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Antibodies are among the most common research tools routinely used for a variety of assays such as immunohistochemistry and immunofluorescence, western blot, immunoprecipitation, enzyme-linked immunosorbent assays, and more. Antibody validation is critical to reproducibility and a necessary step to increase the security of antibody specificity in every specific context relating to the target protein, sample, and application. Yet all too often, antibody-based published data cannot be reproduced. If you want your scientific project to be taken seriously, you should spend some time upfront to validate your antibodies before starting the project. Read on to know why this is so important.

Much has been written about the role of antibodies in data irreproducibility. Nevertheless, a recent analysis estimates the presence of flaws or errors in every step of preclinical experiments. 

Four categories of irreproducibility have been found: from the study design to laboratory protocols, from data analysis to biological resources that include animal models, cell lines, and, of course, antibodies (1). 


The lack of highly validated antibodies comes with great consequences

Although antibodies are not the leading cause of lack of data reproducibility in preclinical research, the spread of poorly validated, hence poorly performing, antibodies unquestionably harm the credibility of research data.
According to the United States, Food and Drug Administration (USFDA), “validation is the process of demonstrating, through the use of specific laboratory investigations, that the performance characteristics of an analytical method are suitable for its intended analytical use”.

Antibody validation is critical to reproducibility, and it is both costly and time-consuming. However, it is a necessary step to increase the security of antibody specificity in every defined context relating to the target protein, sample, and application. Yet all too often, antibody-based published data cannot be reproduced.

Currently, there is no consensus and no global standard for antibody validation and for the reference data that must be provided in journal publications. Consequently, crucial specific protocol information is often unclear, misleading, or entirely unavailable. The evidence shows that 54% of biomedical publications have inadequate descriptions of study design and analytical methods; and, about 85% of worldwide research funds are wasted every year due to this issue (2-4).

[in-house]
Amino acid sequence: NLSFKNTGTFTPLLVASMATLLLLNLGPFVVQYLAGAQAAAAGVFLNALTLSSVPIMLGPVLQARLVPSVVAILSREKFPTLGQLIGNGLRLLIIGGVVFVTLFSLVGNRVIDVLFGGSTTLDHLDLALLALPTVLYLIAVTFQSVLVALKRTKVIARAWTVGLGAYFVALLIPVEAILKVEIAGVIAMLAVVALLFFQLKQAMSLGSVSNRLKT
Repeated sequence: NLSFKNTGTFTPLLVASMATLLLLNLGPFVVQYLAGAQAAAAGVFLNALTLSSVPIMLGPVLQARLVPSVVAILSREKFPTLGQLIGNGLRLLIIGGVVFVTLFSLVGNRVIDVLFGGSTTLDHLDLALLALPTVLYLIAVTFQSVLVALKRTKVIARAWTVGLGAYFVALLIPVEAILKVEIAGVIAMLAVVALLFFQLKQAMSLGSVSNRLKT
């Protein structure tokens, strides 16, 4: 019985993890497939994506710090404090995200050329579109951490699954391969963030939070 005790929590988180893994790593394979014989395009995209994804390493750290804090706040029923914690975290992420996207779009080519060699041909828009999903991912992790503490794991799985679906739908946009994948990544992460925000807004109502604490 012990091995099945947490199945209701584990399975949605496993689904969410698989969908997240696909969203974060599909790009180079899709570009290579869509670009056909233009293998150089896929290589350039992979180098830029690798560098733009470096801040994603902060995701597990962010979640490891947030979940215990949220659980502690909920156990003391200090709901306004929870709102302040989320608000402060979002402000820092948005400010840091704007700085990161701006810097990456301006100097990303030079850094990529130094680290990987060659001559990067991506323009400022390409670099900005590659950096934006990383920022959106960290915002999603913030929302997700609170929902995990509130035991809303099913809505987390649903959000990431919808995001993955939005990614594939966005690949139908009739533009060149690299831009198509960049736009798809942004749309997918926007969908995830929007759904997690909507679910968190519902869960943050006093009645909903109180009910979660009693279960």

Research is not a game of chance

Ambiguous bodies of knowledge have grown from using unspecific antibodies, that escalate into misdirected studies and costly efforts by labs and companies; not to mention clinical trials run inadequately.

One example of such negligence is described in a case study published a year ago in the journal Nature Communications. A Sweden-based research team led by Professor Cecilia Williams reported that the reliance on insufficiently-validated antibodies may have led cancer research down a 20-year dead end. For two decades researchers have sought a way to target an estrogen receptor in the hope they could improve breast cancer survival.

Unfortunately, the target receptor did not actually appear to be at the expected location. The research team said their study invalidates all but one of the antibodies used to detect estrogen receptor beta (ESR2) in breast cancer tissues. These antibodies have instead been mistaking other proteins for ESR2, so, the data generated and published using these antibodies is not trustworthy(5).


Resetting the (mal) practice 

This malpractice has received much attention in the past few years and is now slowly reversing. In fact, due to the recent intensified publications on the crisis of reproducibility, there is growing attention to the quality of commercial research antibodies, in the whole scientific community.

In order to boost the reliability of laboratory data, scientific journals have strengthened their submission criteria and toughened their editorial policies, making it a requirement for researchers to report experimental protocols more thoroughly and encourage the use of proven validated antibodies. Having this information available not only saves you time and effort but also makes it easier for other authors to replicate your data with greater consistency across different labs and purposes (6).

What does that mean for you?

This renewed attention to reporting key methodological details and transparency is undoubtedly an improvement. But it is still a small step. Journal editors and antibody suppliers must be accountable.

However, in the end, it is your responsibility, as a researcher on the bench, to spend some time evaluating the best antibody that suits your needs.

From your perspective, it means you must carefully choose the antibody, proven to be specific, selective, and reproducible in your context, such as the sample and application, for which you will use it.

Now tell me: how robust is the evidence behind your antibody?



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